The conventional wisdom is that it's okay to exercise if you have a cold but avoid exercise if you have a fever. A simple way to remember is if you have symptoms above the neck (i.e., runny nose, sore throat, sneezing), it's okay to exercise in moderation. On the other hand, if you have symptoms below the neck (i.e., wheezing, coughing, upset stomach), nix exercise until you feel better.
If you have a cold, exercise may speed up the recovery process whereas if you have a fever, exercise may slow down the recovery process. Physical activity tends to boost your immune system so cold symptoms may diminish faster provided exercise intensity level is not too high. Always listen to your body and be aware of your heart rate, breathing rate, energy level, etc. Performing exercises such as walking, biking and/or yoga at a low-to-moderate intensity level may boost your immunity to combat infection more readily. If you overreach or overtrain (as many athletes tend to do), your risk of getting a viral infection (i.e., common cold, the flu) may increase due to a suppressed immunity level as a result of increased stress (i.e., increased cortisol release). Of course, your immunity level is dependent on many factors (i.e., stress level, age, gender, amount of quality sleep, environment, mood, fitness level, etc.).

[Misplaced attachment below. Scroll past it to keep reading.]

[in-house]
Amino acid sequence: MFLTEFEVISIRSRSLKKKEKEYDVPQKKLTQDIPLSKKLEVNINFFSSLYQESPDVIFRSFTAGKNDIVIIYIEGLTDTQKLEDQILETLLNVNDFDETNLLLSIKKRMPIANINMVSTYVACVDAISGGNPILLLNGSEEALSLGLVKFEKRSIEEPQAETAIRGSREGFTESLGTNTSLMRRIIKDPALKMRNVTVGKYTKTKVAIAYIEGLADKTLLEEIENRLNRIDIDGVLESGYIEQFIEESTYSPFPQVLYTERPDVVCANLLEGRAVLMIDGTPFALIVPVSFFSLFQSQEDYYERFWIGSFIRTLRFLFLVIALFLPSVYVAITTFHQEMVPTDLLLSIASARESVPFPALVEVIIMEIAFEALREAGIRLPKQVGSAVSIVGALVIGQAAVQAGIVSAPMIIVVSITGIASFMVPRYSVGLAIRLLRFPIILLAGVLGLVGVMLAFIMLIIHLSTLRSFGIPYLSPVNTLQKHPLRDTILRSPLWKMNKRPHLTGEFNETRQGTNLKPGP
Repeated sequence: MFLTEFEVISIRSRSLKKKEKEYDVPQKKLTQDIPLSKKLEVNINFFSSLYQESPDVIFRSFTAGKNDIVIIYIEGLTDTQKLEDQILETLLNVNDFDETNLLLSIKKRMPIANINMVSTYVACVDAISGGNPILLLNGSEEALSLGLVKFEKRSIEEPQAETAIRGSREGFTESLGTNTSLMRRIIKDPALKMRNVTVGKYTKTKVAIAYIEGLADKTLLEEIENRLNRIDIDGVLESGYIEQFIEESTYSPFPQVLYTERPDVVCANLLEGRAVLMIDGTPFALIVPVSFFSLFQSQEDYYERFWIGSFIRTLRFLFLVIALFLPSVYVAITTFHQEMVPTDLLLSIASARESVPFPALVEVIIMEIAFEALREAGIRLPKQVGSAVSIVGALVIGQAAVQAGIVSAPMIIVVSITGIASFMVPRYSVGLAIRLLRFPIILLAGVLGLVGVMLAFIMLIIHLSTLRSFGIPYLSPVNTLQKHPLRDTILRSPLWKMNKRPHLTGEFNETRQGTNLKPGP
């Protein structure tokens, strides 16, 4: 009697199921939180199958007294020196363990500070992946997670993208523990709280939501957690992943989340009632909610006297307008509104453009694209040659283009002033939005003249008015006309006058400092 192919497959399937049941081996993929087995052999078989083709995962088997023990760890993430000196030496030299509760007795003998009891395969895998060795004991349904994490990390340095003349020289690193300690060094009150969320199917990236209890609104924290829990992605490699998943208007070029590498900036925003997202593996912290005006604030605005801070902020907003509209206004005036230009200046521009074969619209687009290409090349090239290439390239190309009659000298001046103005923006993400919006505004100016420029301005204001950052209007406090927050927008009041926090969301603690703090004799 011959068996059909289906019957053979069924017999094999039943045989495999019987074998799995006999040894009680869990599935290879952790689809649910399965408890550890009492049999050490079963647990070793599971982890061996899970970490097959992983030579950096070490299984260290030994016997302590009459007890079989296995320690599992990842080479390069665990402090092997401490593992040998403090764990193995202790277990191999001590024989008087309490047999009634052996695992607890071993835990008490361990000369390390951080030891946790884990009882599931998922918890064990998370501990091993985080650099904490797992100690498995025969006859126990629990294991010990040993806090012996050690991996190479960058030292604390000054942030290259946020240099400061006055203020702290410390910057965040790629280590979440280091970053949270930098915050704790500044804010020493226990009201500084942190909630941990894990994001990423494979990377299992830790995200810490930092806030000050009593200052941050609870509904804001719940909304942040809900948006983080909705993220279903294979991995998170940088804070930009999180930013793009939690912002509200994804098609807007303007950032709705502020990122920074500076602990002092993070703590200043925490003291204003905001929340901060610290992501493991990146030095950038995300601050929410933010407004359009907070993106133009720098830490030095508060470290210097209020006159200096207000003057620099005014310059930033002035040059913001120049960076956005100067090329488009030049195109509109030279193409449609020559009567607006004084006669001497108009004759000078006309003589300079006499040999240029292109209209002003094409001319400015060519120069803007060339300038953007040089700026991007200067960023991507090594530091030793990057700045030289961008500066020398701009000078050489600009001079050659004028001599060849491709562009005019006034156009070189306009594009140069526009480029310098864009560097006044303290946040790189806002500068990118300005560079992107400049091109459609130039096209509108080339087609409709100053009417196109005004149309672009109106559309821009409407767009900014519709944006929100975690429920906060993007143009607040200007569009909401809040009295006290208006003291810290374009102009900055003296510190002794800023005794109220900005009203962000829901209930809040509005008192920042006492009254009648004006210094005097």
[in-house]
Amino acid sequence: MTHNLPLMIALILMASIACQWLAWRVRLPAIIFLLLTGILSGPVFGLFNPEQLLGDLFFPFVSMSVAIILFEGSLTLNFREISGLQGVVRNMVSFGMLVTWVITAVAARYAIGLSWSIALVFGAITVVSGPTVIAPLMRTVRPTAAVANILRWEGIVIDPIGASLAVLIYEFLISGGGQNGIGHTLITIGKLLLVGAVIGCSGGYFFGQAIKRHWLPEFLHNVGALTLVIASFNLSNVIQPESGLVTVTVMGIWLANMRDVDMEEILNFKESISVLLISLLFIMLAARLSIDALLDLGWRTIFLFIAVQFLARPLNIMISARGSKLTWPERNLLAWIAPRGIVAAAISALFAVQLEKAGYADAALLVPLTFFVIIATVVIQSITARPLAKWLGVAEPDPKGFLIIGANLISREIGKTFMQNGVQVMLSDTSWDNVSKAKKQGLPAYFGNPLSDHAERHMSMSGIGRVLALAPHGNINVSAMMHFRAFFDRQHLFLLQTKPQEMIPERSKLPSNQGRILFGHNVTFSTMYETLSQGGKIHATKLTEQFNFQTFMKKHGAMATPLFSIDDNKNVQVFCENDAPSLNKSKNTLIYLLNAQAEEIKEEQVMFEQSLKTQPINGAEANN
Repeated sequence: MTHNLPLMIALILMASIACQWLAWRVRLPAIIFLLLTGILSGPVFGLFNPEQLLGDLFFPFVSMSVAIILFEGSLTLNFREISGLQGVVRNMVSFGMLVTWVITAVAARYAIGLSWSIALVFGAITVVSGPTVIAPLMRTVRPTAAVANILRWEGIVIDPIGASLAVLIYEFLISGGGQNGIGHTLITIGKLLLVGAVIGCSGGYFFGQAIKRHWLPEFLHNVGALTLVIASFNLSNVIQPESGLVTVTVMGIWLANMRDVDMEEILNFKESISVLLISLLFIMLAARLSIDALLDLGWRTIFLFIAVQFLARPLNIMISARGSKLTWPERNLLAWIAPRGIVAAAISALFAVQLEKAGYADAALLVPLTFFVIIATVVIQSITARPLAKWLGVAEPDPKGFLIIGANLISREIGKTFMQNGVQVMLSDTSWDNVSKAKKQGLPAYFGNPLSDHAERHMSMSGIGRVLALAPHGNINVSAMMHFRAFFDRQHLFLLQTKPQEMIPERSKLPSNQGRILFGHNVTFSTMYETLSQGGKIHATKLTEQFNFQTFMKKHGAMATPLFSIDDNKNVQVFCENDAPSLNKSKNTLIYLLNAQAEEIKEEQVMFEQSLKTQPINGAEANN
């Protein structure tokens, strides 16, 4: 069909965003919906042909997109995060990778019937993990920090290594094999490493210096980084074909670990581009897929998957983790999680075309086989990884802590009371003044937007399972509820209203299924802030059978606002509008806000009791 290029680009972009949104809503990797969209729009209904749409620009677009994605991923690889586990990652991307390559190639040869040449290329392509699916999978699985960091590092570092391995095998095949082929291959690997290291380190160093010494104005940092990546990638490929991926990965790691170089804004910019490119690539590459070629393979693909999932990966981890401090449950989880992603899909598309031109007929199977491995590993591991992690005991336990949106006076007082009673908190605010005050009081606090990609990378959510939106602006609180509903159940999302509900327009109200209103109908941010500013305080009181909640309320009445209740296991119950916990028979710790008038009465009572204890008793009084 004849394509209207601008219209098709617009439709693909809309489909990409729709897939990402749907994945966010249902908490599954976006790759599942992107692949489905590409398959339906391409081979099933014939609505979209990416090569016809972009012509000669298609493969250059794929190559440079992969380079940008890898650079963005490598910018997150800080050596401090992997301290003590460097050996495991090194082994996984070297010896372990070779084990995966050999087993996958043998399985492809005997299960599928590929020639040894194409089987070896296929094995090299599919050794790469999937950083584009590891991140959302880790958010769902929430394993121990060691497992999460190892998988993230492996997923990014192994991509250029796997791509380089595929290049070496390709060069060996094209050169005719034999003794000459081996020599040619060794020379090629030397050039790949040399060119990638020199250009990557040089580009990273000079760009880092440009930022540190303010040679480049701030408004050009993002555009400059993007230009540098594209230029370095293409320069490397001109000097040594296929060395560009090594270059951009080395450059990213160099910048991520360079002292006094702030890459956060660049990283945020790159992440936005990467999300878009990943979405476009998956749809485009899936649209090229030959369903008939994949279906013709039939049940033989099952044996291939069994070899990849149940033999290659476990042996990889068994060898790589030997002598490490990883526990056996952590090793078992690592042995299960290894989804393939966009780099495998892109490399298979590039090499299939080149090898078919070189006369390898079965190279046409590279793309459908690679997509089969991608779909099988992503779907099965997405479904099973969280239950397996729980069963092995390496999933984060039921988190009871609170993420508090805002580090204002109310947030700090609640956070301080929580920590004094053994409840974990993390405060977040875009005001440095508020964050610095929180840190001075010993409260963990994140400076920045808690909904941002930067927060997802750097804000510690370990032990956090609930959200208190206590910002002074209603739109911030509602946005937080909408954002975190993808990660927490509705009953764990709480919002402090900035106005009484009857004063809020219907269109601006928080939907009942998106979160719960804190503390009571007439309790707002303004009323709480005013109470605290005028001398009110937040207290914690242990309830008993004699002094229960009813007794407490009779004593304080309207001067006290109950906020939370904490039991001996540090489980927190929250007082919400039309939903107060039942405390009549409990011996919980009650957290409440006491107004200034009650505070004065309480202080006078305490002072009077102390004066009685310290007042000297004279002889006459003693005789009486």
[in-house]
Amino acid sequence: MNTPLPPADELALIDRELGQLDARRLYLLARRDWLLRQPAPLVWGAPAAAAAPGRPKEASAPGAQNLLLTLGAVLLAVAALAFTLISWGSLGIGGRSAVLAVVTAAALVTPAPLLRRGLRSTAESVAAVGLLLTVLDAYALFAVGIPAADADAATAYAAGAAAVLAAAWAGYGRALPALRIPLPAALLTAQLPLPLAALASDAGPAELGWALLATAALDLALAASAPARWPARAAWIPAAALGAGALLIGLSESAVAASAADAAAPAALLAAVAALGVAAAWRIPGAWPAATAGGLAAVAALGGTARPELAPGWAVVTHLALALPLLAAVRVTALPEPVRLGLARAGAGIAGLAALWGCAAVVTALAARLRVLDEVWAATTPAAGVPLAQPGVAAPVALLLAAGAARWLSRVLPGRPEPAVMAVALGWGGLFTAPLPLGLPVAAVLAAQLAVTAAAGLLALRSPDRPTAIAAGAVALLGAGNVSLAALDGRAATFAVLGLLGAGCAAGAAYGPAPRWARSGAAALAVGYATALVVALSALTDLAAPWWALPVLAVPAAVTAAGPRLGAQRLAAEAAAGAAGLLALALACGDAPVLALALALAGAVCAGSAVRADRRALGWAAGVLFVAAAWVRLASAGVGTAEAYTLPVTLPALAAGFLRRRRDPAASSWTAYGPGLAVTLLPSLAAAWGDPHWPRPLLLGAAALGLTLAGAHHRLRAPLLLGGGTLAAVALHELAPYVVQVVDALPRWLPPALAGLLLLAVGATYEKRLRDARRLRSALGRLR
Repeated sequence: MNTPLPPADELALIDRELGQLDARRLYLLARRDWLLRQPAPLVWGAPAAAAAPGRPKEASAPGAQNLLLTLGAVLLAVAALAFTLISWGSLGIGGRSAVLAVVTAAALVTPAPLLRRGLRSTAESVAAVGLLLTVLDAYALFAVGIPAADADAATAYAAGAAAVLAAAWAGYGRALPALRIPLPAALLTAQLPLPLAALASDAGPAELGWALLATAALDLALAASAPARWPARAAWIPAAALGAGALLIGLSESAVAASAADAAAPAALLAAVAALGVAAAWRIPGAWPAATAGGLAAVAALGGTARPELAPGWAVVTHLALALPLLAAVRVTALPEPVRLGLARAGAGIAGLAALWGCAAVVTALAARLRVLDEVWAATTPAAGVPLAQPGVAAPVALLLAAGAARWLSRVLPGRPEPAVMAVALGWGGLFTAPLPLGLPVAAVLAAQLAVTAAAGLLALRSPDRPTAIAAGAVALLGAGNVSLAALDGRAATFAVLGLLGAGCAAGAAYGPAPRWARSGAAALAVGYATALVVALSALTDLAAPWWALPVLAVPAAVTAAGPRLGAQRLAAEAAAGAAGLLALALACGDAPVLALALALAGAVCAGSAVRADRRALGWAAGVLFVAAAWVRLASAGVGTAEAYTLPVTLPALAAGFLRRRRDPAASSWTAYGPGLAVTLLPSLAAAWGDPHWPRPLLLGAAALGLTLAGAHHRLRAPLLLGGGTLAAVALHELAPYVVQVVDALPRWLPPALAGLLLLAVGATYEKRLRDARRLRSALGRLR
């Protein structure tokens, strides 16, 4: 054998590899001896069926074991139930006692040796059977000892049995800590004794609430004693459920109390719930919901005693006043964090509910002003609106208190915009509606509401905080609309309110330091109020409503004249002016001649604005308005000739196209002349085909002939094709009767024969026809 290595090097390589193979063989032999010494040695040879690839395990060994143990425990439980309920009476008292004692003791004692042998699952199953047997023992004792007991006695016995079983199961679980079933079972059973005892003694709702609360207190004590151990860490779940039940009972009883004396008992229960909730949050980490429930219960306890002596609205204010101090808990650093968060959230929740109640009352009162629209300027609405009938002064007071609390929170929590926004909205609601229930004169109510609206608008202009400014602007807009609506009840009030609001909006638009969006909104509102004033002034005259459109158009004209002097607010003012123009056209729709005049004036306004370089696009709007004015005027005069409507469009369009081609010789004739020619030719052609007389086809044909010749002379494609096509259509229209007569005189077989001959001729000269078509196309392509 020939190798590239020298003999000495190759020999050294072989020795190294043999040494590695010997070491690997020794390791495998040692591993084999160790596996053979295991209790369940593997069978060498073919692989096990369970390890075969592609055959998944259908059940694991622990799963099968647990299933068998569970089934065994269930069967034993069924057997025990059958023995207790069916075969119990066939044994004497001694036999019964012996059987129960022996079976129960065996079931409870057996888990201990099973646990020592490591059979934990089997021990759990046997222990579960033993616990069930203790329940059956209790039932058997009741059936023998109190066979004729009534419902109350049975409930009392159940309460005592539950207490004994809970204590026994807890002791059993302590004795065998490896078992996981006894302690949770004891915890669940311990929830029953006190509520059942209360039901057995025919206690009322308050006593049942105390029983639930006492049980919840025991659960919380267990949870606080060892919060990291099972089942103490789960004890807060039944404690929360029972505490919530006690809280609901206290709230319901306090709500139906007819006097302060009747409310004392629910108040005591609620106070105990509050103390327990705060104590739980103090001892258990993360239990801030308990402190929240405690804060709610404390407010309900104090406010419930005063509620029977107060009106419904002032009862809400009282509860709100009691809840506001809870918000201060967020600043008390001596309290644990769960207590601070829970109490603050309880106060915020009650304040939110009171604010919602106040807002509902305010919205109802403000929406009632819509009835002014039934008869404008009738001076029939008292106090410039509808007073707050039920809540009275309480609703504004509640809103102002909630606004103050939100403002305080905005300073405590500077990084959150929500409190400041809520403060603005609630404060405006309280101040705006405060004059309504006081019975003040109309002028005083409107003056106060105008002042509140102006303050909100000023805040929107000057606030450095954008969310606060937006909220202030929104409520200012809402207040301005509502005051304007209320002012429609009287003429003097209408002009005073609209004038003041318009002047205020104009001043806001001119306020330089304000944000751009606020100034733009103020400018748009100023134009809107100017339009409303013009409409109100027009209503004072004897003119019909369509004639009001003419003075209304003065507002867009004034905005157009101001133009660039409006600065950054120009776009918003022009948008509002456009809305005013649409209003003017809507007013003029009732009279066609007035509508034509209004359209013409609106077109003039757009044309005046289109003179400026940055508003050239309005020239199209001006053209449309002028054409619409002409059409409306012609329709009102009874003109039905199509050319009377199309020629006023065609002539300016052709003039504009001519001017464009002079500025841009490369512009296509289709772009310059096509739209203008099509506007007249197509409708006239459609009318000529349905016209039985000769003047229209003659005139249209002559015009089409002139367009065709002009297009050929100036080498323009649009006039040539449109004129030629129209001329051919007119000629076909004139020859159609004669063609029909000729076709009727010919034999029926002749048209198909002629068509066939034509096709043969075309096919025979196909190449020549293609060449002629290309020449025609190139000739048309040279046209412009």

BOTTOM LINE: Low-intensity exercise is okay when you have mild symptoms (i.e., runny nose, cough, nasal congestion, etc.) but do NOT exercise when symptoms are more severe (i.e., fever, wheezing, shortness of breath, chest congestion, diarrhea, dizziness, light-headedness, nausea, vomiting, etc.). Click the file below for more details.
Brian Danley, CFT
"Motivation is what gets you started. Habit is what keeps you going."